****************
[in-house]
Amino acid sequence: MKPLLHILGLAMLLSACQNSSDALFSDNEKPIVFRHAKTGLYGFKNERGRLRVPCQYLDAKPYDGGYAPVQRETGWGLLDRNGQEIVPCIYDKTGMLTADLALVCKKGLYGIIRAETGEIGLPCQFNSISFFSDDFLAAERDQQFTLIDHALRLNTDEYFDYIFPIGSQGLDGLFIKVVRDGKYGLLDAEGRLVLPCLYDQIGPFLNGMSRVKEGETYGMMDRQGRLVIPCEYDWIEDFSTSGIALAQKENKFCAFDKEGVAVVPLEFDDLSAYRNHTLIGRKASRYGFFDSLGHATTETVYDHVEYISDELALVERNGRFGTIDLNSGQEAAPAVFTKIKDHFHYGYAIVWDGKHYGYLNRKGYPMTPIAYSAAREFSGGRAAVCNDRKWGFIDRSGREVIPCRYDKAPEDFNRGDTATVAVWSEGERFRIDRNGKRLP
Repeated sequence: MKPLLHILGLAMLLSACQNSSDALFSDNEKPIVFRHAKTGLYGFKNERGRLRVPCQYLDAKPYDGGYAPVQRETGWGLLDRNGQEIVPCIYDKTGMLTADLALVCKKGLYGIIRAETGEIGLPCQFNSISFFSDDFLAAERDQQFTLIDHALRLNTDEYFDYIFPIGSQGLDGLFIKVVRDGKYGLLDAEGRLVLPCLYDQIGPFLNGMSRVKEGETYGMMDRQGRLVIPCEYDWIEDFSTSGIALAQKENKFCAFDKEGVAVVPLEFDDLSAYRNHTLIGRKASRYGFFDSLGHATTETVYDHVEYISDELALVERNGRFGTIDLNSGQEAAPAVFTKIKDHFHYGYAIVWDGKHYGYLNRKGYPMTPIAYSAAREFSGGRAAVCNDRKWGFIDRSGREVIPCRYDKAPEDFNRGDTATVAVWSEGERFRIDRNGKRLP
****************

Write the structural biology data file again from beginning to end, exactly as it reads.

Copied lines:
[in-house]
Amino acid sequence: MKPLLHILGLAMLLSACQNSSDALFSDNEKPIVFRHAKTGLYGFKNERGRLRVPCQYLDAKPYDGGYAPVQRETGWGLLDRNGQEIVPCIYDKTGMLTADLALVCKKGLYGIIRAETGEIGLPCQFNSISFFSDDFLAAERDQQFTLIDHALRLNTDEYFDYIFPIGSQGLDGLFIKVVRDGKYGLLDAEGRLVLPCLYDQIGPFLNGMSRVKEGETYGMMDRQGRLVIPCEYDWIEDFSTSGIALAQKENKFCAFDKEGVAVVPLEFDDLSAYRNHTLIGRKASRYGFFDSLGHATTETVYDHVEYISDELALVERNGRFGTIDLNSGQEAAPAVFTKIKDHFHYGYAIVWDGKHYGYLNRKGYPMTPIAYSAAREFSGGRAAVCNDRKWGFIDRSGREVIPCRYDKAPEDFNRGDTATVAVWSEGERFRIDRNGKRLP
Repeated sequence: MKPLLHILGLAMLLSACQNSSDALFSDNEKPIVFRHAKTGLYGFKNERGRLRVPCQYLDAKPYDGGYAPVQRETGWGLLDRNGQEIVPCIYDKTGMLTADLALVCKKGLYGIIRAETGEIGLPCQFNSISFFSDDFLAAERDQQFTLIDHALRLNTDEYFDYIFPIGSQGLDGLFIKVVRDGKYGLLDAEGRLVLPCLYDQIGPFLNGMSRVKEGETYGMMDRQGRLVIPCEYDWIEDFSTSGIALAQKENKFCAFDKEGVAVVPLEFDDLSAYRNHTLIGRKASRYGFFDSLGHATTETVYDHVEYISDELALVERNGRFGTIDLNSGQEAAPAVFTKIKDHFHYGYAIVWDGKHYGYLNRKGYPMTPIAYSAAREFSGGRAAVCNDRKWGFIDRSGREVIPCRYDKAPEDFNRGDTATVAVWSEGERFRIDRNGKRLP